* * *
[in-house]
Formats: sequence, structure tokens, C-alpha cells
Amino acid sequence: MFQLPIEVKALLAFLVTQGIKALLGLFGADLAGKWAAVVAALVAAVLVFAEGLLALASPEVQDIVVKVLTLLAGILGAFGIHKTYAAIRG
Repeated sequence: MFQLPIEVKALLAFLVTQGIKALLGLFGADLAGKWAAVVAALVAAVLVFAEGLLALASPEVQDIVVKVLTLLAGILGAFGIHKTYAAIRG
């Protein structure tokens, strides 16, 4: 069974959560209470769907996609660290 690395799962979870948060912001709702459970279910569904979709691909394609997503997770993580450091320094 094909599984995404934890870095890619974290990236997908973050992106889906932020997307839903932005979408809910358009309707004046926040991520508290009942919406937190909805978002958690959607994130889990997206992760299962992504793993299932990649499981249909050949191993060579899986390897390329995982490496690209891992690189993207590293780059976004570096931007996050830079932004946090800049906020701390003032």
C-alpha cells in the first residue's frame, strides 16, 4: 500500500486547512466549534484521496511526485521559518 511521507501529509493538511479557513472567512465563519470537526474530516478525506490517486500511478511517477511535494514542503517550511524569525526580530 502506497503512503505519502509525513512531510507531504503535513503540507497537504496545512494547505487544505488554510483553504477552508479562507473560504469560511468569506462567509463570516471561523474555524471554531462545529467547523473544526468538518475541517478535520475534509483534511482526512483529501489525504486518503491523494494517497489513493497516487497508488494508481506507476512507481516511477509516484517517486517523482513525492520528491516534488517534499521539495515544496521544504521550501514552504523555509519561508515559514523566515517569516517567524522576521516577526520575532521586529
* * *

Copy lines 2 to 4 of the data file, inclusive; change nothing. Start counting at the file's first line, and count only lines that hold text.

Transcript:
Formats: sequence, structure tokens, C-alpha cells
Amino acid sequence: MFQLPIEVKALLAFLVTQGIKALLGLFGADLAGKWAAVVAALVAAVLVFAEGLLALASPEVQDIVVKVLTLLAGILGAFGIHKTYAAIRG
Repeated sequence: MFQLPIEVKALLAFLVTQGIKALLGLFGADLAGKWAAVVAALVAAVLVFAEGLLALASPEVQDIVVKVLTLLAGILGAFGIHKTYAAIRG